One of the most accessible examples of a commercial application for these lasers is their implementation in performing delicate surgeries in ophthalmology. “No-blade” Lasik procedures are faster, better, and do less damage than their manual counterparts. Cataract surgery is also more precise and simple thanks to this technology (here’s an informative video).
Discoveries in Femtosecond Spectroscopy:
The first pioneer of femtosecond spectroscopy was Egyptian-born physical chemist Ahmed Zewail, who won a Nobel Prize in 1999. One of Zewail’s most important discoveries centered on the dissociation of sodium iodide into its composite elements of sodium and iodine (on their own, dangerous elements). It turns out that this reaction (and others like it) behaves a lot like your typical failed relationship. Not surprising when we use words like “bonds” between atoms.
When the reaction is captured with a femtosecond laser, we first see that the molecules are splitting up as they should be. However, 10 femtoseconds later, they’re reconciling back together. Another ten and they’re drifting back apart. This happens several more times (12 total according to Zewail) like two balls on the end of a spring, until the two molecules finally part ways for good.
When Zewail and his team tested a sample of sodium iodide in their femtosecond spectrometer, they found that the distance between the two nuclei in the excited molecules is about 2.8 Angstroms (ten-billionth of a meter) and that the atoms exhibit covalent bonding. However, as the molecules vibrate, the nuclei can get as far as 15 Angstroms apart, causing an electron to be transferred from the sodium atom to the iodine atom and the molecules become ionic!
Zewail noticed that during this periodic cycle, there is a critical point when the distance between the nuclei is 6.9 Angstroms. At this configuration, there is a (relatively) high probability that the excited molecules will complete the reaction by dissociating. This probability is 0.1, meaning that approximately one tenth of the time Zewail saw the release of free sodium and iodine atoms (still better than break-up rates in the US).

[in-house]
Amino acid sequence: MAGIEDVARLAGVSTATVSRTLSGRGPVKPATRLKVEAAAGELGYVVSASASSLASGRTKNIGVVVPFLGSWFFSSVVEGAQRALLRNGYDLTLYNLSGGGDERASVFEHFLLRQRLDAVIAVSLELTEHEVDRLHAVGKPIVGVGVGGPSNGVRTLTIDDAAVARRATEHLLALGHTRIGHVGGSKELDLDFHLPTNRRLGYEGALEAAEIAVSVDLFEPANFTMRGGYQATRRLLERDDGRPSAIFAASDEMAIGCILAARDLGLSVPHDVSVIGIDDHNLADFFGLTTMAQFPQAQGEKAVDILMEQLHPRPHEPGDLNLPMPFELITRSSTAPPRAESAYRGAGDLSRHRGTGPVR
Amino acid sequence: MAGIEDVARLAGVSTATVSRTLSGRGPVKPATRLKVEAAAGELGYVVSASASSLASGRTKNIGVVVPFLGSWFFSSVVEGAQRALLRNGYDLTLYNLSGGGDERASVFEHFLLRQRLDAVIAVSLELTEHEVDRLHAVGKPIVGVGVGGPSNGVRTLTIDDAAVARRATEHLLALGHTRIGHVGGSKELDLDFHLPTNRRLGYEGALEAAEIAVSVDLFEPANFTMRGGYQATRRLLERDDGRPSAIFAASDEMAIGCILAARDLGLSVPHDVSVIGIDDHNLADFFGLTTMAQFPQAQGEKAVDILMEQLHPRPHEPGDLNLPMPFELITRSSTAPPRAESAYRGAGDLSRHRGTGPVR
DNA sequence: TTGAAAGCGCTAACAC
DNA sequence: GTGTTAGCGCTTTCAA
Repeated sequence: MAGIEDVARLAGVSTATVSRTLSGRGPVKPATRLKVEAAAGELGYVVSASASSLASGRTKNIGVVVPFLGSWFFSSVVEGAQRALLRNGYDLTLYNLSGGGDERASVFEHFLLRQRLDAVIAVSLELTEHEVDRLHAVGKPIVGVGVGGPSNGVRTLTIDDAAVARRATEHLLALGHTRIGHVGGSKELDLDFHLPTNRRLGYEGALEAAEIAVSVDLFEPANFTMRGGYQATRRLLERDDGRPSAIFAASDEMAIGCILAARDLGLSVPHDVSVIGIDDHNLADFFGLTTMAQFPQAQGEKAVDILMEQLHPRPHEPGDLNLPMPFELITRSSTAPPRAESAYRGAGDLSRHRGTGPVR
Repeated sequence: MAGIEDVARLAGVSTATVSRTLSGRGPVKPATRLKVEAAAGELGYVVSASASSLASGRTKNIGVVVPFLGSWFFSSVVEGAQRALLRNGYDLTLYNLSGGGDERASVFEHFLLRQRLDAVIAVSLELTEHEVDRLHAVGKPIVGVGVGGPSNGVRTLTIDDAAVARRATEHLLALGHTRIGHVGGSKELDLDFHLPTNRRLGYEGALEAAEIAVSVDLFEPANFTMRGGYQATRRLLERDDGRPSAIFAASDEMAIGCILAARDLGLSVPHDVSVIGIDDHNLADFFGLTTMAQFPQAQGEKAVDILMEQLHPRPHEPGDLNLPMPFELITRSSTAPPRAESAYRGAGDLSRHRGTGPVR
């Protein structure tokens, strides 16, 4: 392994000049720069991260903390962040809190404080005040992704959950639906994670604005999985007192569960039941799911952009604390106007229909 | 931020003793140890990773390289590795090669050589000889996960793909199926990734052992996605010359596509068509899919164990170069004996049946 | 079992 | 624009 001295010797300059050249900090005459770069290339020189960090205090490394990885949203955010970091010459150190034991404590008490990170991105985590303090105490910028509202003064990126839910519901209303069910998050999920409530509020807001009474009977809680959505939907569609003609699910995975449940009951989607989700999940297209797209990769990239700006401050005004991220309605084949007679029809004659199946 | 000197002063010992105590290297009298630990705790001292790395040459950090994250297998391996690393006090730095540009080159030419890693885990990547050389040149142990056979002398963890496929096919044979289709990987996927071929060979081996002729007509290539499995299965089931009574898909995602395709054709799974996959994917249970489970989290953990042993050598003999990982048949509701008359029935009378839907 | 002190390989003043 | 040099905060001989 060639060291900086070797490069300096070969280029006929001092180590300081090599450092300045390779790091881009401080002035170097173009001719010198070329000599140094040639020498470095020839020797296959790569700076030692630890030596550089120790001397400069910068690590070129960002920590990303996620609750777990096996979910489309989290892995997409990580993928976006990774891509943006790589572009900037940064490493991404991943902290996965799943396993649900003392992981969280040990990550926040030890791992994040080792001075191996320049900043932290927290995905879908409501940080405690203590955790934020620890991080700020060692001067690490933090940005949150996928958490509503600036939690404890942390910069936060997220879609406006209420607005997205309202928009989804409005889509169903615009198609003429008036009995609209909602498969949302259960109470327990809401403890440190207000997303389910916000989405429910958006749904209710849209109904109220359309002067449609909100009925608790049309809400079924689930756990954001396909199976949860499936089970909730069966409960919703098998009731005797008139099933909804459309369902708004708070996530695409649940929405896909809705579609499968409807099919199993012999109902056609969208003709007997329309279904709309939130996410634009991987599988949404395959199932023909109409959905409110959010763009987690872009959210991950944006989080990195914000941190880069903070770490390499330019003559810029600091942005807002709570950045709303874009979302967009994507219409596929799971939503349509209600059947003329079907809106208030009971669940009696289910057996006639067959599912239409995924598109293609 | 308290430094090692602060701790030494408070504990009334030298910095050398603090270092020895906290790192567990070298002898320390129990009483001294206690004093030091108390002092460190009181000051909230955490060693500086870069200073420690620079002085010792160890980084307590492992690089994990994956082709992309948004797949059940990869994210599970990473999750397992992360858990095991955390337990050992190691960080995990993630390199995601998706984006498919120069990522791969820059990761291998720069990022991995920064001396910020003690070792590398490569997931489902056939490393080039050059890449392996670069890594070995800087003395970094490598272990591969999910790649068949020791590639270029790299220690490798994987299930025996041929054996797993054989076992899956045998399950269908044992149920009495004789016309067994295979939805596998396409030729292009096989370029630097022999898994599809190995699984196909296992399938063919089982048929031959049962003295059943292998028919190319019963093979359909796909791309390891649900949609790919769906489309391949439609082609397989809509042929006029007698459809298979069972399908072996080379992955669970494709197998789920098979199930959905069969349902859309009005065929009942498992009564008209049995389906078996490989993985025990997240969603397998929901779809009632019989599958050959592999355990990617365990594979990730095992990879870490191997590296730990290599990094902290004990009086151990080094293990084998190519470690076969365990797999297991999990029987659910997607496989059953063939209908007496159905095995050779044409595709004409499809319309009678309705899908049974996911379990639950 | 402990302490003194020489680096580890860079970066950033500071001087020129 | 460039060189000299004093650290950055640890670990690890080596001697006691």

This early experiment also exhibits a crucial aspect of femtochemistry, namely, the importance of coherency. Because the starting pump pulse that initiated the reaction was composed of coherent laser light, it was able to synchronize all of the molecules in the experiment. This allowed Zewail and his team to accurately track the different stages of the reaction and helped them to notice the periodic behavior the sodium iodide molecules exhibited. Think of it like trying to track the path of a single strand of confetti amongst millions as they fall from the ceiling to the floor. It’s virtually impossible unless all of the confetti strands are falling in exactly the same way at exactly the same time.
Throughout the 1990s, Zewail and his colleagues studied more than 50 molecular reactions across the five laboratories of “Femtoland”, his Southern California lab. Among other things, they examined the mechanics of electron transfer and photoisomerisation. These landmark experiments led to an explosion of research in the field that has been facilitated in part by the introduction of relatively affordable lasers (such as the Titanium-sapphire femtosecond laser we have here at our Lab (100-300K)). Another breakthrough came in the form of cheap (less than 100K) fiber lasers that use optical fibers as their gain medium (the power amplifier of the light beam). These fibers can be further doped with rare earth ions to increase the laser’s gain bandwith (frequency range). Thus, fiber lasers have the capability of being mode-locked to produce femtosecond pulses.